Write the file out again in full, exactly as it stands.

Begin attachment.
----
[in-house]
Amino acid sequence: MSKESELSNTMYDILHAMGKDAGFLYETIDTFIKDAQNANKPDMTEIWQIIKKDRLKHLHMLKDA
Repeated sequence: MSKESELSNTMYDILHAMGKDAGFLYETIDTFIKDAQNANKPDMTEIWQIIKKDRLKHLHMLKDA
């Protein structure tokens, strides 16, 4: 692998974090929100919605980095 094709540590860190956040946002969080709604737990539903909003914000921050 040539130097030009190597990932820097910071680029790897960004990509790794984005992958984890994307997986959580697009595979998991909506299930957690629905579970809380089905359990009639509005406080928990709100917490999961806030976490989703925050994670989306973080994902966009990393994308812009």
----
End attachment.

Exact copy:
[in-house]
Amino acid sequence: MSKESELSNTMYDILHAMGKDAGFLYETIDTFIKDAQNANKPDMTEIWQIIKKDRLKHLHMLKDA
Repeated sequence: MSKESELSNTMYDILHAMGKDAGFLYETIDTFIKDAQNANKPDMTEIWQIIKKDRLKHLHMLKDA
């Protein structure tokens, strides 16, 4: 692998974090929100919605980095 094709540590860190956040946002969080709604737990539903909003914000921050 040539130097030009190597990932820097910071680029790897960004990509790794984005992958984890994307997986959580697009595979998991909506299930957690629905579970809380089905359990009639509005406080928990709100917490999961806030976490989703925050994670989306973080994902966009990393994308812009």